The seed contains flavonoids, crude protein, and lipid (Iribarren and Pomilo, 2007; Kumar et al., 2010). Palanisamy P et al, perform the isolation and structural determination of a new tetracyclic 2, 2-dimethylchroman derivative, de-Omethylracemosol is presented (Brandis, 1972; Cox and Pearson, 1962). Investigation on this species of Bauhinia have resulted in the isolation of two new compounds, pacharin (I) [S] and racemosol, along with other known compounds. The present work on roots has resulted in the isolation of a new compound, de-o-methylracemosol along with racemosol, from B. racemosa (Sharanabasappa et al., 2007). identified several chemical constituents of B. racemosa mainly as flavonols, coumarins, triterpenoids, stilbenes, steroids and tannins (El-Hossary et al., 2000; Kumar et al., 2005), galactolipid and catechin class of the compounds (1-7) from the most active n-butanol fraction (F4) by bioassay guided fractionation of ethanolic extract of the leaves of B. racemosa. Among the active galactolipids, 1 emerged as the lead molecule which was active on both forms of lymphatic filarial parasite, Brugia malayi. It was found to be better than the standard drug ivermectin and diethylcarbamazine (DEC) in terms of dose and efficacy (Sharanabasappa et al., 2007). One unknown (1) and 10 known compounds (2–11) from the root bark of Bauhinia racemosa Lamk (family: Caesalpiniaceae). Racemosolone (1) was characterised as a pentacyclic phenolic compound possessing an unusual skeleton with a cycloheptane ring and a rare furopyran moiety. The structure elucidation was carried out on the basis of UV, infrared (IR), HR-ESI-MS, 1D and 2D NMR spectra and finally confirmed by the single crystal X-ray analysis. The known compounds were characterised as n-tetracosane, β-sitosteryl stearate, eicosanoic acid, stigmasterol, β-sitosterol, racemosol, octacosyl ferulate, de-O-methyl racemosol, lupeol and 1,7,8,12b-tetrahydro-2,2,4-trimethyl-2H-benzo[6,7] cyclohepta [1,2,3-de] benzopyran-5,10,11 triol on the basis of spectroscopic data comparison with the literature value (Jain et al., 2013).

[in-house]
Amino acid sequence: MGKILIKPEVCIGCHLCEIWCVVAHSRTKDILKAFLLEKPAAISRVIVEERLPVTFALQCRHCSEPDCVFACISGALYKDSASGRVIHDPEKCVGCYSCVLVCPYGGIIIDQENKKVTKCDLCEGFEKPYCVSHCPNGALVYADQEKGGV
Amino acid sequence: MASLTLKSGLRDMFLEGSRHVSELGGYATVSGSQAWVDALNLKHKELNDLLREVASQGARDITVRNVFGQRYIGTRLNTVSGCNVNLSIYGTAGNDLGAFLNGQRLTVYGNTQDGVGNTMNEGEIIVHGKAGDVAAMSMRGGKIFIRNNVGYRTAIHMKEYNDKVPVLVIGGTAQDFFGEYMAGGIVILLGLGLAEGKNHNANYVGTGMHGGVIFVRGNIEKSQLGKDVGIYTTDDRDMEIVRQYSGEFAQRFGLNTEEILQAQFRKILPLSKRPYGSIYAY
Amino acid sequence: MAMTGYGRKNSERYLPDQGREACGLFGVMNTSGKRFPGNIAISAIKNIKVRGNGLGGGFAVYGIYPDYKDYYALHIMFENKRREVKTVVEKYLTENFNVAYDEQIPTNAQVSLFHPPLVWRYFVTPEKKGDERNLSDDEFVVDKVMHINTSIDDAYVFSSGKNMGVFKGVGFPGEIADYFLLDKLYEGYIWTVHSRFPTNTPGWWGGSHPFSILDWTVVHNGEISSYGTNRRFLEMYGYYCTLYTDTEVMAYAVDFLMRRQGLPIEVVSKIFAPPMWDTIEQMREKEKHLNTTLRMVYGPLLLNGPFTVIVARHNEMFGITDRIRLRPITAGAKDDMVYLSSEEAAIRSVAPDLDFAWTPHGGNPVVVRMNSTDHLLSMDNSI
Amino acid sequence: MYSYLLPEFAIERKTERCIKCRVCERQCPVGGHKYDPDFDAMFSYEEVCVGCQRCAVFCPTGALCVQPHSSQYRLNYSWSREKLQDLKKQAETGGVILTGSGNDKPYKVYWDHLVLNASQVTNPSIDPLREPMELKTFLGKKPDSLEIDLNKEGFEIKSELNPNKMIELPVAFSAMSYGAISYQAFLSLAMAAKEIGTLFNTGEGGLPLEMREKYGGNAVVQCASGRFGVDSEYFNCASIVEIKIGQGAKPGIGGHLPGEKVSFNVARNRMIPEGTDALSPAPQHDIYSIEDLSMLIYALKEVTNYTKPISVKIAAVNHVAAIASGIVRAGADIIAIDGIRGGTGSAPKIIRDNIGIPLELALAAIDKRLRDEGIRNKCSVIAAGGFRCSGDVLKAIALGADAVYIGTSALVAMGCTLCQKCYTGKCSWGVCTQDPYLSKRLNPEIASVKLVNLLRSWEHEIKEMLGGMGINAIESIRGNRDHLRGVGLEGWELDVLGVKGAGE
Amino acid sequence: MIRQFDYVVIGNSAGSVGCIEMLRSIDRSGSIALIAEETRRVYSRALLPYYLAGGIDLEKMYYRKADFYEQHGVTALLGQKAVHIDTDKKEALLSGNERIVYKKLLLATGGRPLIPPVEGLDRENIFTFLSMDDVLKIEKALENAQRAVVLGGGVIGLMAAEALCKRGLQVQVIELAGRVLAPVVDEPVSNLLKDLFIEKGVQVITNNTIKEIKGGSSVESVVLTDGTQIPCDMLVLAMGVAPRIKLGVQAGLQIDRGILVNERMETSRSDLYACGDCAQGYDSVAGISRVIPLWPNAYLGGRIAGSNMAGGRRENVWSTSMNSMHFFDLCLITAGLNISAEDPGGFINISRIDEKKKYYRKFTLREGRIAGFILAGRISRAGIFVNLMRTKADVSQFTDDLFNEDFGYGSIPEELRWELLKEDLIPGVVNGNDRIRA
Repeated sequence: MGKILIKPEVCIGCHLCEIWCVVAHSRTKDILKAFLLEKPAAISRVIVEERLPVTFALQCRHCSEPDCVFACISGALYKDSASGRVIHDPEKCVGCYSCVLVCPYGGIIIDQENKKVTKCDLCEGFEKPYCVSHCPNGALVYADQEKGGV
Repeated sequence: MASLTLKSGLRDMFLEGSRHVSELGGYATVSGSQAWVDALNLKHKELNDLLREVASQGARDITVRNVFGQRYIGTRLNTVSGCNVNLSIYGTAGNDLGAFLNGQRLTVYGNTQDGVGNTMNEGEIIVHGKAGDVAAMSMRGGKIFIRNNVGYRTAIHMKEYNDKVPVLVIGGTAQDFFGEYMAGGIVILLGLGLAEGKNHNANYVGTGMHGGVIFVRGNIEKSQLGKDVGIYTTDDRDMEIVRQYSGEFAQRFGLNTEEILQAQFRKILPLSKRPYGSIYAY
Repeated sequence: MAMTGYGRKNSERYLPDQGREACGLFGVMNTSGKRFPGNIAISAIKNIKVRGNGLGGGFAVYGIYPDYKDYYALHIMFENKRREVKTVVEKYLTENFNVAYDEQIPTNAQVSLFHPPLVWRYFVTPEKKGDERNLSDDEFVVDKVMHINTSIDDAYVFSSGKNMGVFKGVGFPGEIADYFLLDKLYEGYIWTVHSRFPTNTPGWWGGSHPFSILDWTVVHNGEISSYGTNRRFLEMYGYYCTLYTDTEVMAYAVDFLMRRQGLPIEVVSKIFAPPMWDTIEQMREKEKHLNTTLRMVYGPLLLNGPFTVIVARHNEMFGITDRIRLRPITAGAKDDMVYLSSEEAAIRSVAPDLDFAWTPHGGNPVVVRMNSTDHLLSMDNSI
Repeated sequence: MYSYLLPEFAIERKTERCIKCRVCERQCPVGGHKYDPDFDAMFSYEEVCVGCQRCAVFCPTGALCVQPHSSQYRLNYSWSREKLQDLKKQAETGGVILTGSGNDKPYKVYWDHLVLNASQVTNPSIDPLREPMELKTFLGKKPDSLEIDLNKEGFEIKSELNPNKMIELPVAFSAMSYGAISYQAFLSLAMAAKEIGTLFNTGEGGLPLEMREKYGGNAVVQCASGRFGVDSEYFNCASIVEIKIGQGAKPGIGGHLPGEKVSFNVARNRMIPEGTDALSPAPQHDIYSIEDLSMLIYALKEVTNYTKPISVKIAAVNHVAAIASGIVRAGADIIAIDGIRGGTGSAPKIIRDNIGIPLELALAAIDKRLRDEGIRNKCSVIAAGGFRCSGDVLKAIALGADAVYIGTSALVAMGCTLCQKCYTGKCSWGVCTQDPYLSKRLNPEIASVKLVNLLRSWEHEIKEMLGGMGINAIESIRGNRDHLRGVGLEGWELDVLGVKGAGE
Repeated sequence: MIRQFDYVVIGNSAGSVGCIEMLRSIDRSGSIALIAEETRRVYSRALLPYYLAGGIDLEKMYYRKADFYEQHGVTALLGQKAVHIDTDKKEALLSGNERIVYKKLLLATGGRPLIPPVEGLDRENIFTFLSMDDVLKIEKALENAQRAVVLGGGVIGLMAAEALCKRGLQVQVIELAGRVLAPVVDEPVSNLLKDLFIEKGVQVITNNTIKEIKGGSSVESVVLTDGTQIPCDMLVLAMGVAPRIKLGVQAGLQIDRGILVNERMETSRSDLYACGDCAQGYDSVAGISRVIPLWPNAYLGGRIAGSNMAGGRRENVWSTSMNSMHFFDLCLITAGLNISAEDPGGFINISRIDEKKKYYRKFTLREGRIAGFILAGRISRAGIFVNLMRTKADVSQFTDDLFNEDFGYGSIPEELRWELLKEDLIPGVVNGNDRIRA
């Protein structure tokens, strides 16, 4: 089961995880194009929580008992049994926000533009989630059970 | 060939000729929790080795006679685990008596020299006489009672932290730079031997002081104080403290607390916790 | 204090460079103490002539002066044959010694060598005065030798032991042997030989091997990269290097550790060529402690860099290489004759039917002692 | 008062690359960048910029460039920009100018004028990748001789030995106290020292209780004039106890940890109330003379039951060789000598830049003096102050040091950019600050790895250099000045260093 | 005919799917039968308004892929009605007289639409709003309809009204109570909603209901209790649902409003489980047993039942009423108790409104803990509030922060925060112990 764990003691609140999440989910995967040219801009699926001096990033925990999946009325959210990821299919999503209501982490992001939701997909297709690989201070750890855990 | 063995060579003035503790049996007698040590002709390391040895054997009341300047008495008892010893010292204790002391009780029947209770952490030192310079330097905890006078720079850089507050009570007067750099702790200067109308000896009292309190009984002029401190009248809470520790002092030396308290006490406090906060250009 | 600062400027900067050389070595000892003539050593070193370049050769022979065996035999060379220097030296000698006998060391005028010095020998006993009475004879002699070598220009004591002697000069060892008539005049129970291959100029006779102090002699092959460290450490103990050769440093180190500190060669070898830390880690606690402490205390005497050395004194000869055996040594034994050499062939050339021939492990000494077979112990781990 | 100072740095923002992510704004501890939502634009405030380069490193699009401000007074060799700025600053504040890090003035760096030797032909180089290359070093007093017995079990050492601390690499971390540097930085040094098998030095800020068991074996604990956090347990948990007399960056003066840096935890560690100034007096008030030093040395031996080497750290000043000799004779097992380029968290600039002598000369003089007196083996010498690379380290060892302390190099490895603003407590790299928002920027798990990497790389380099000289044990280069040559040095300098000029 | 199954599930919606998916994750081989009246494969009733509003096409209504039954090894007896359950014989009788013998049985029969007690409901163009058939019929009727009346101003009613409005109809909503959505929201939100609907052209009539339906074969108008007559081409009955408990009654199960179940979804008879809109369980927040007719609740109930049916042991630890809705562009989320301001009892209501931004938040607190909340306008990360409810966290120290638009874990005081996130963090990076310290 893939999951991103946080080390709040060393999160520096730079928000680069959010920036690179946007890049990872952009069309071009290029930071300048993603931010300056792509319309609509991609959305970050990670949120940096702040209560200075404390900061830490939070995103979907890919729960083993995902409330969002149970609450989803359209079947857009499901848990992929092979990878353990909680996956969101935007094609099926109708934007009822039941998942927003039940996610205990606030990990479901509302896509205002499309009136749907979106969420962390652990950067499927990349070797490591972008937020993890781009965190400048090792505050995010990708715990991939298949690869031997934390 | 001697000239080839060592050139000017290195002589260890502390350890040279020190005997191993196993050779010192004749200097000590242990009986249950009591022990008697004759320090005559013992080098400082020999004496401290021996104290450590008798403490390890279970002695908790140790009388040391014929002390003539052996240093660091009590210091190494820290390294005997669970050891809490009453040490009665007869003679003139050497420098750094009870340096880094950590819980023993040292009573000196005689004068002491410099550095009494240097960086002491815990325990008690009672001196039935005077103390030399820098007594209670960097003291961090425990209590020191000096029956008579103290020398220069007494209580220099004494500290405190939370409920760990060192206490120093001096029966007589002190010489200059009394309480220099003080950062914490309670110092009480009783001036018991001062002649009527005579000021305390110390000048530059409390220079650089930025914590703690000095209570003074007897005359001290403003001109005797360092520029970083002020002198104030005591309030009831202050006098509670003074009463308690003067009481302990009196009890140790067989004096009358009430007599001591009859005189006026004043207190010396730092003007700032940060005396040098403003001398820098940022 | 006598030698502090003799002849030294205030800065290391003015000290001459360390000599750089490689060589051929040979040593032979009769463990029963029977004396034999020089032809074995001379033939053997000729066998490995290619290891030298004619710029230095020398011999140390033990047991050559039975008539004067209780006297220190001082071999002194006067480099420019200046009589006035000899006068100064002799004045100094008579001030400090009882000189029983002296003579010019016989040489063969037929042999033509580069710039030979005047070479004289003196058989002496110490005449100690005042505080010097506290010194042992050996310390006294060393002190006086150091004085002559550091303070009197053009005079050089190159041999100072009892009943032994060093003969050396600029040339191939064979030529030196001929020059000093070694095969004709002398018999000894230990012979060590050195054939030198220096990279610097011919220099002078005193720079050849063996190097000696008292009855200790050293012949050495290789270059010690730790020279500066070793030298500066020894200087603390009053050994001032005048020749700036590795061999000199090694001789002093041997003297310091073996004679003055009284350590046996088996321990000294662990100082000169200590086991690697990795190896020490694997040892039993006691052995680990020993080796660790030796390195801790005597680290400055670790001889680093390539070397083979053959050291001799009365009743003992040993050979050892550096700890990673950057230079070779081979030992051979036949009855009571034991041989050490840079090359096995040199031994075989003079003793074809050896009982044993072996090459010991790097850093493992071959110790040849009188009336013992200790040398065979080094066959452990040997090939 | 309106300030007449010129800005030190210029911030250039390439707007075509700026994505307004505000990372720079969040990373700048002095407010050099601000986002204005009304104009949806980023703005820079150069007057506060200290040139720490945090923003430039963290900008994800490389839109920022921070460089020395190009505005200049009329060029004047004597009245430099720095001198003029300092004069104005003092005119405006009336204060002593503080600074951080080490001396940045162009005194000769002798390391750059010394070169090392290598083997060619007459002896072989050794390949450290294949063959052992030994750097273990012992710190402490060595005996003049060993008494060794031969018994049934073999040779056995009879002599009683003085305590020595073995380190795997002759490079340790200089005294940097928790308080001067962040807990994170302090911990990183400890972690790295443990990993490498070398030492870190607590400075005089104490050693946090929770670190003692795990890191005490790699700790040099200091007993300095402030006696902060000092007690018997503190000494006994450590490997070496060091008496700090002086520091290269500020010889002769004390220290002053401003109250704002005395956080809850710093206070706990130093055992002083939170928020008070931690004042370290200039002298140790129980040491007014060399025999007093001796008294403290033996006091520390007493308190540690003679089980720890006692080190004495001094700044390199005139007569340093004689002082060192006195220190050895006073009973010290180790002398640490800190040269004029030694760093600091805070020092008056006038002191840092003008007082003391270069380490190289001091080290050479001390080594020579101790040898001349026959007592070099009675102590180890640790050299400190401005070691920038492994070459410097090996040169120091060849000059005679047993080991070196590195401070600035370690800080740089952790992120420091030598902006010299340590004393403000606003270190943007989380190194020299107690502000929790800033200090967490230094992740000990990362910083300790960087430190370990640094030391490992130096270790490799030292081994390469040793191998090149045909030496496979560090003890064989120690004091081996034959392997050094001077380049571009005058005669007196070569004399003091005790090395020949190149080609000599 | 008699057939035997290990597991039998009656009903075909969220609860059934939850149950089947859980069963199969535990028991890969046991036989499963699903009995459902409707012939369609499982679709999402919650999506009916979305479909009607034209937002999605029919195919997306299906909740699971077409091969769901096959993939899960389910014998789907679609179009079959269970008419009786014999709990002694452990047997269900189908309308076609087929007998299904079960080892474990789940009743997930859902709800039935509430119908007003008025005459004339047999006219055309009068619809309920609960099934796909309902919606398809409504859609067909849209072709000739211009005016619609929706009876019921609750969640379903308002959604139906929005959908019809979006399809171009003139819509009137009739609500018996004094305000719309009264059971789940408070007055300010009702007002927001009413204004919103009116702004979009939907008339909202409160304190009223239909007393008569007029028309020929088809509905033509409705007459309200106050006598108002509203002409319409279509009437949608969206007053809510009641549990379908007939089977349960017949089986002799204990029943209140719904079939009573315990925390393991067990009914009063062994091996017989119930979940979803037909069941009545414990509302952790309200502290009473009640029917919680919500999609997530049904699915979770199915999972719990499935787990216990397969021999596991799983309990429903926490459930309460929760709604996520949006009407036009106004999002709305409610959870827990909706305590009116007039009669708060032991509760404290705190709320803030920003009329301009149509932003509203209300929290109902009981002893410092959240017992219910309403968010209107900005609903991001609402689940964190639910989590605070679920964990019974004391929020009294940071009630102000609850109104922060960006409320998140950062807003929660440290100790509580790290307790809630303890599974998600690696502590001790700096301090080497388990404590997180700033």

Quantification of β-amyrin in flower buds using HPTLC

Identification and quantification of β-amyrin from B. racemosa flower buds was done. Silica gel F 254 was used as the stationary phase with a mobile phase consisting of toluene: ethyl acetate (93:07) V/V. The detection of spots was carried out at a visible wavelength by chemical derivatization. The calibration curve was found to be linear between 2 to 20 μg/spot for β-amyrin. The limit of detection and limit of quantification for the β-amyrin was found to be 0.15 and 0.49 μg/spot, respectively. The percentage of β-amyrin ranges from 0.070 to 0.075 percent (Mulik et al., 2015).

Phytochemical and analytical evaluation

Pharmacognostical, physicochemical and fluorescence parameters along with pH value of the bark of BR were determined. HPTLC fingerprinting was carried out by the CAMAG HPTLC system. The loss on drying, total ash, water-soluble ash, acid-insoluble ash, yield of alcohol-soluble crude extracts, yield of water-soluble crude extracts and pH (1% aqueous extract) were found to be 9.1%, 12.5%, 1.5%, 3.0%, 9.25%, 12.5% w/w and 6.96 respectively. Phytochemicals like carbohydrate, steroid, saponin, alkaloid, anthraquinone glycosides, flavonoid and phenolic compounds were found to be present in the methanolic extract. The fluorescence seen in UV light was of different colour in different solvents. 5 peaks were revealed in HPTLC analysis at wavelength 254 nm with max Rf values in the range of 0.47 to 0.94. A peak with max Rf value of 0.55 comparable to that of quercetin was obtained suggesting the presence of quercetin like flavonoid. The present study will help the future scientists for the correct identification, quality and purity of BR bark or pharmaceutical preparations prepared from it (Md et al., 2015).

 

Pharmacology

Antimicrobial activity